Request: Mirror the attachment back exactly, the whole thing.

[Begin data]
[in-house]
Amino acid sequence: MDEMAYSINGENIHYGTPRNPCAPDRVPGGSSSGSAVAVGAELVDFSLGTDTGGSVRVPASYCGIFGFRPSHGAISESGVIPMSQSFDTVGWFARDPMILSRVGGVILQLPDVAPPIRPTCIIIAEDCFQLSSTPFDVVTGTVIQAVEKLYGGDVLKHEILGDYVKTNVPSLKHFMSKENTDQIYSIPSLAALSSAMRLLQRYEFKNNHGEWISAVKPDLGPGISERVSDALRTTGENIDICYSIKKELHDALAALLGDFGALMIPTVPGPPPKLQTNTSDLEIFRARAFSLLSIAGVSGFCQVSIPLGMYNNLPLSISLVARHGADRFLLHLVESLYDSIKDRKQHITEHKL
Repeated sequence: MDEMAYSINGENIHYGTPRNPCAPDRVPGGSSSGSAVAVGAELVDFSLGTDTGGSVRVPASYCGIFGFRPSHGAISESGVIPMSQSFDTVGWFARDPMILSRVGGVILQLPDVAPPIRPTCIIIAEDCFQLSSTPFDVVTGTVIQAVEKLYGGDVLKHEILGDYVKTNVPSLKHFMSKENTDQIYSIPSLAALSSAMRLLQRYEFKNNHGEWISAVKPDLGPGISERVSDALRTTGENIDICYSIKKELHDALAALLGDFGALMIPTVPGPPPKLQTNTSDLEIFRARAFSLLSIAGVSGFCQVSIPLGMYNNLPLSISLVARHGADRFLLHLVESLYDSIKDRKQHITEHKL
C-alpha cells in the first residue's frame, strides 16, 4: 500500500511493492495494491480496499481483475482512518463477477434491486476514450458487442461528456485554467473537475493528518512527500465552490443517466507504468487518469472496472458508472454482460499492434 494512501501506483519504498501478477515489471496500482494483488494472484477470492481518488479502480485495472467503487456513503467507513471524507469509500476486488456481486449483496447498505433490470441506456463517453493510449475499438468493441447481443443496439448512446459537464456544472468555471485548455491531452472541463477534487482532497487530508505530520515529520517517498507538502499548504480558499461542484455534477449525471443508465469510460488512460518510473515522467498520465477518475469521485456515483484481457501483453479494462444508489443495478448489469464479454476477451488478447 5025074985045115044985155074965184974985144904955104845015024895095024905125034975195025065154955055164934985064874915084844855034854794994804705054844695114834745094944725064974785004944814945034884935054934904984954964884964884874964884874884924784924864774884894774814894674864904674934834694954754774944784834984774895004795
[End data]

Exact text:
[in-house]
Amino acid sequence: MDEMAYSINGENIHYGTPRNPCAPDRVPGGSSSGSAVAVGAELVDFSLGTDTGGSVRVPASYCGIFGFRPSHGAISESGVIPMSQSFDTVGWFARDPMILSRVGGVILQLPDVAPPIRPTCIIIAEDCFQLSSTPFDVVTGTVIQAVEKLYGGDVLKHEILGDYVKTNVPSLKHFMSKENTDQIYSIPSLAALSSAMRLLQRYEFKNNHGEWISAVKPDLGPGISERVSDALRTTGENIDICYSIKKELHDALAALLGDFGALMIPTVPGPPPKLQTNTSDLEIFRARAFSLLSIAGVSGFCQVSIPLGMYNNLPLSISLVARHGADRFLLHLVESLYDSIKDRKQHITEHKL
Repeated sequence: MDEMAYSINGENIHYGTPRNPCAPDRVPGGSSSGSAVAVGAELVDFSLGTDTGGSVRVPASYCGIFGFRPSHGAISESGVIPMSQSFDTVGWFARDPMILSRVGGVILQLPDVAPPIRPTCIIIAEDCFQLSSTPFDVVTGTVIQAVEKLYGGDVLKHEILGDYVKTNVPSLKHFMSKENTDQIYSIPSLAALSSAMRLLQRYEFKNNHGEWISAVKPDLGPGISERVSDALRTTGENIDICYSIKKELHDALAALLGDFGALMIPTVPGPPPKLQTNTSDLEIFRARAFSLLSIAGVSGFCQVSIPLGMYNNLPLSISLVARHGADRFLLHLVESLYDSIKDRKQHITEHKL
C-alpha cells in the first residue's frame, strides 16, 4: 500500500511493492495494491480496499481483475482512518463477477434491486476514450458487442461528456485554467473537475493528518512527500465552490443517466507504468487518469472496472458508472454482460499492434 494512501501506483519504498501478477515489471496500482494483488494472484477470492481518488479502480485495472467503487456513503467507513471524507469509500476486488456481486449483496447498505433490470441506456463517453493510449475499438468493441447481443443496439448512446459537464456544472468555471485548455491531452472541463477534487482532497487530508505530520515529520517517498507538502499548504480558499461542484455534477449525471443508465469510460488512460518510473515522467498520465477518475469521485456515483484481457501483453479494462444508489443495478448489469464479454476477451488478447 5025074985045115044985155074965184974985144904955104845015024895095024905125034975195025065154955055164934985064874915084844855034854794994804705054844695114834745094944725064974785004944814945034884935054934904984954964884964884874964884874884924784924864774884894774814894674864904674934834694954754774944784834984774895004795